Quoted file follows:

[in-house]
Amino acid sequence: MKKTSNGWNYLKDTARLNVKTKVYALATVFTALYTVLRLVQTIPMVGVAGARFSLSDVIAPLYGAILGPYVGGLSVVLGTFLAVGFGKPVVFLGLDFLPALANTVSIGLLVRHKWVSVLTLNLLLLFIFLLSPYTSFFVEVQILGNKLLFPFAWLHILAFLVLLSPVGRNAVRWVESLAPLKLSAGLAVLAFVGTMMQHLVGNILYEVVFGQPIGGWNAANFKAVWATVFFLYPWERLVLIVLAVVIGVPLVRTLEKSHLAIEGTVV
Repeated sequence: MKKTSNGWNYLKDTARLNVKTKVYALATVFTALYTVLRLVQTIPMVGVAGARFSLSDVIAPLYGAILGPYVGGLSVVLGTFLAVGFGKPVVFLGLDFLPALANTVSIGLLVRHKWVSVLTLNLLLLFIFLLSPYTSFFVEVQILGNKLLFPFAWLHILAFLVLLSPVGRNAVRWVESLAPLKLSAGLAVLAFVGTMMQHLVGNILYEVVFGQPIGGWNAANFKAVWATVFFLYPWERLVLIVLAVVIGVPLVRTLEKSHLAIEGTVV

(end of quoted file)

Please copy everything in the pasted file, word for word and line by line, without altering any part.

[in-house]
Amino acid sequence: MKKTSNGWNYLKDTARLNVKTKVYALATVFTALYTVLRLVQTIPMVGVAGARFSLSDVIAPLYGAILGPYVGGLSVVLGTFLAVGFGKPVVFLGLDFLPALANTVSIGLLVRHKWVSVLTLNLLLLFIFLLSPYTSFFVEVQILGNKLLFPFAWLHILAFLVLLSPVGRNAVRWVESLAPLKLSAGLAVLAFVGTMMQHLVGNILYEVVFGQPIGGWNAANFKAVWATVFFLYPWERLVLIVLAVVIGVPLVRTLEKSHLAIEGTVV
Repeated sequence: MKKTSNGWNYLKDTARLNVKTKVYALATVFTALYTVLRLVQTIPMVGVAGARFSLSDVIAPLYGAILGPYVGGLSVVLGTFLAVGFGKPVVFLGLDFLPALANTVSIGLLVRHKWVSVLTLNLLLLFIFLLSPYTSFFVEVQILGNKLLFPFAWLHILAFLVLLSPVGRNAVRWVESLAPLKLSAGLAVLAFVGTMMQHLVGNILYEVVFGQPIGGWNAANFKAVWATVFFLYPWERLVLIVLAVVIGVPLVRTLEKSHLAIEGTVV